0
$\begingroup$

I stumbled upon the following exercise:

Find complex roots of a polynomial $x^2 - 5x + 7 - i$. The problem I have with this is not in the fact that I cannot solve it (I actually did), but I am searching for a more efficient or "smart" way of doing this.

The way I approached this problem was by writing x as a complex number ($x = a + bi$) and then substituted $x$ in the equation $x^2 - 5x + 7 - i = 0$. Then, after some rearranging I got two equations and solved the system for a and b. My result was correct, however, I am not satisfied because my method is rather tedious and I would like to hear from you, how to make this easier if possible.

Note: I have tried solving this as a quadratic equation the usual way, however, I stumbled upon $\sqrt{4i - 3}$ in the solution and I am not sure how to simplify this.

$\endgroup$
1
  • $\begingroup$ Stupid downvote. $\endgroup$
    – user65203
    May 15, 2018 at 9:40

4 Answers 4

0
$\begingroup$

Hint. Find $z=a+ib$ such that $z^2=\Delta=4i-3$: $$z^2=a^2-b^2+2iab=-3+4i\implies\begin{cases}a^2-b^2=-3\\ab=2\end{cases} \implies z=\pm(1+2i).$$ Now it should be easy to solve the quadratic equation $x^2 - 5x + 7 - i = 0$ in the "usual way".

$\endgroup$
0
$\begingroup$

I'll show you how to do $\sqrt{3-4i}$.

Let $(a+bi)^2 =c+di=z$

Then it can be derived that $$a=\pm\sqrt{\frac{c\pm|z|}{2}}, b=\pm\sqrt{\frac{-c\pm|z|}{2}}$$

For $z=-3+4i, |z|=\sqrt{3^2+4^2}=5$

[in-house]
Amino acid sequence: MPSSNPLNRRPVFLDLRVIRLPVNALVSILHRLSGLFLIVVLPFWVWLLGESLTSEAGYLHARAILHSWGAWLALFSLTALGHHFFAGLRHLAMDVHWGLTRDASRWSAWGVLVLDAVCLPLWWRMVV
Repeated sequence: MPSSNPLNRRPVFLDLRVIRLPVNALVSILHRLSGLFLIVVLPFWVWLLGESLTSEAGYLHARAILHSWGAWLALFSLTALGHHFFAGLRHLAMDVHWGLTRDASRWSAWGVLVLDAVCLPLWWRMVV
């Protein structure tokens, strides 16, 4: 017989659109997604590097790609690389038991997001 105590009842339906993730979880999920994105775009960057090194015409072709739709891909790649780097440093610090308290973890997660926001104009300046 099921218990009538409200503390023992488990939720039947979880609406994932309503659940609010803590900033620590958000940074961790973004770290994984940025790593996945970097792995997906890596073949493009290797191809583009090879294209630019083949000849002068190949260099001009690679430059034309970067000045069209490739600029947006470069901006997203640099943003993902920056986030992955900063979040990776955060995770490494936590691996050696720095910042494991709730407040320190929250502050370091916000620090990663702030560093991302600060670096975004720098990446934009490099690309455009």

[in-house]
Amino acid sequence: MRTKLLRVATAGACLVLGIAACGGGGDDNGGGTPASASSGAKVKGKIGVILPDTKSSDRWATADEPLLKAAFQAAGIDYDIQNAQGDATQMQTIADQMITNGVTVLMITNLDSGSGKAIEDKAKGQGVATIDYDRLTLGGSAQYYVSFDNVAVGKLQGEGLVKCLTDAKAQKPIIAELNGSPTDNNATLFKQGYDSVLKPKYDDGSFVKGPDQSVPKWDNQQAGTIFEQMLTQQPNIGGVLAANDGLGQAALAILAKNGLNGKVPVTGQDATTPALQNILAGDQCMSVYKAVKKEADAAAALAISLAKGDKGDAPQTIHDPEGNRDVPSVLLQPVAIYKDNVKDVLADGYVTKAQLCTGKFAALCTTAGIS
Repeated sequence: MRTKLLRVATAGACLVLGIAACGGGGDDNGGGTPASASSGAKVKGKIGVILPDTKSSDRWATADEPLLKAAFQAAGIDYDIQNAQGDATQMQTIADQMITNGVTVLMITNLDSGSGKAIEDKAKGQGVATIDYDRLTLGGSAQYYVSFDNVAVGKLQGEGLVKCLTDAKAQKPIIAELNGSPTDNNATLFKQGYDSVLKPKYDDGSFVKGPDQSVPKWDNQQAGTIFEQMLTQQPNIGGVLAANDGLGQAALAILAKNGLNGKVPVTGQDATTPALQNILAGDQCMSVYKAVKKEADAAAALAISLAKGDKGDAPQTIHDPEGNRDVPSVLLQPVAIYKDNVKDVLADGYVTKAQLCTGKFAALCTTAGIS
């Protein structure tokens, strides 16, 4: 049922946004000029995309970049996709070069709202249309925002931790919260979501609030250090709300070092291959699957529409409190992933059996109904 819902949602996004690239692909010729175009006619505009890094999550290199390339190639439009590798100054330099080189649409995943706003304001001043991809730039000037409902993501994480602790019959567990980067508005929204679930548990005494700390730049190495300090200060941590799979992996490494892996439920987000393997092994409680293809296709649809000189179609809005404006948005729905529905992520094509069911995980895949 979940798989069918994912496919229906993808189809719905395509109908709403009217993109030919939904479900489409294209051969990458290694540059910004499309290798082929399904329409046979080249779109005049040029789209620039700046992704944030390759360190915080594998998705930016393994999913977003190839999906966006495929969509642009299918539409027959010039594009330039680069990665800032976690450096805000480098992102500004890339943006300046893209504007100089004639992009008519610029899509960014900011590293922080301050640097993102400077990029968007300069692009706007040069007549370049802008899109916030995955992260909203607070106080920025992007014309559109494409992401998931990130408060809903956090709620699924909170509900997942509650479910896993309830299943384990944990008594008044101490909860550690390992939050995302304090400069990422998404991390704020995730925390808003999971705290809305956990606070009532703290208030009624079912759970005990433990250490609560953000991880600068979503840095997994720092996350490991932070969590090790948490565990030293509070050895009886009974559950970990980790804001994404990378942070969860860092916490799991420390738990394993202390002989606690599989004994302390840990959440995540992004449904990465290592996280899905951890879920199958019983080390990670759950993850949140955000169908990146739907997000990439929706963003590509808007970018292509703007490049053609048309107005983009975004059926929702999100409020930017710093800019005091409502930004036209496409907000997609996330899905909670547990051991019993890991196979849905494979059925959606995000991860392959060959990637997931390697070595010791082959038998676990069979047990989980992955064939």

Hence $$a=\pm\sqrt{\frac{3\pm5}{2}}=\pm i, \pm2$$ $$b=\pm\sqrt{\frac{-3\pm5}{2}}=\pm 1, \pm2i$$ Then you just need to play around with these (square them!) and find that $(1+2i)$ and $(-1-2i)$ are the square roots of $3-4i$

$\endgroup$
1
  • $\begingroup$ If you'd like me to explain how I got those formulae, just ask and I'll update my answer :) $\endgroup$ May 15, 2018 at 9:43
0
$\begingroup$

There is in fact no simpler way.

You can solve with the classical formulas and end up with the square root of a complex number. Then you can extract the square root using the polar form and the half-angle formulas*.

But this is not really simpler than the direct "plug $a+ib$" method that leads to a system of real quadratic equations in all cases.


*$$a+ib=\sqrt{a^2+b^2}(\cos\theta+i\sin\theta)$$ and

$$\sqrt{a+ib}=\sqrt[4]{a^2+b^2}\left(\cos\frac\theta2+i\sin\frac\theta2\right)\\ =\sqrt[4]{a^2+b^2}\left(\sqrt{\frac{1+\cos\theta}2}+i\sqrt{\frac{1-\cos\theta}2}\right)\\ =\sqrt[4]{a^2+b^2}\left(\sqrt{\frac{1+\dfrac a{\sqrt{a^2+b^2}}}2}+i\sqrt{\frac{1-\dfrac a{\sqrt{a^2+b^2}}}2}\right)\\ =\sqrt{\frac{\sqrt{a^2+b^2}+a}2}+i\sqrt{\frac{\sqrt{a^2+b^2}-a}2}.$$

$\endgroup$
0
$\begingroup$

Completing the square: $$x^2 - 5x + 7 - i=0 \iff \left(x-\frac52\right)^2=\frac{25}{4}-7+i \iff \\ x-\frac52=\pm\sqrt{-\frac34+i}=\pm (a+bi).$$ Note: $$(a+bi)^2=-\frac34+i \Rightarrow a^2-b^2+2abi=-\frac34+i \Rightarrow \\ \begin{cases}a^2-b^2=-\frac34\\ 2ab=1\end{cases}\Rightarrow (a,b)=\pm\left(\frac12,1\right).$$ Hence: $$x-\frac52=\pm\left(\pm\left(\frac12+i\right)\right)= \pm\left(\frac12+i\right)\Rightarrow\\ x_1=\frac52+\frac12+i=3+i;\\ x_2=\frac52-\frac12-i=2-i.$$

$\endgroup$

You must log in to answer this question.

Not the answer you're looking for? Browse other questions tagged .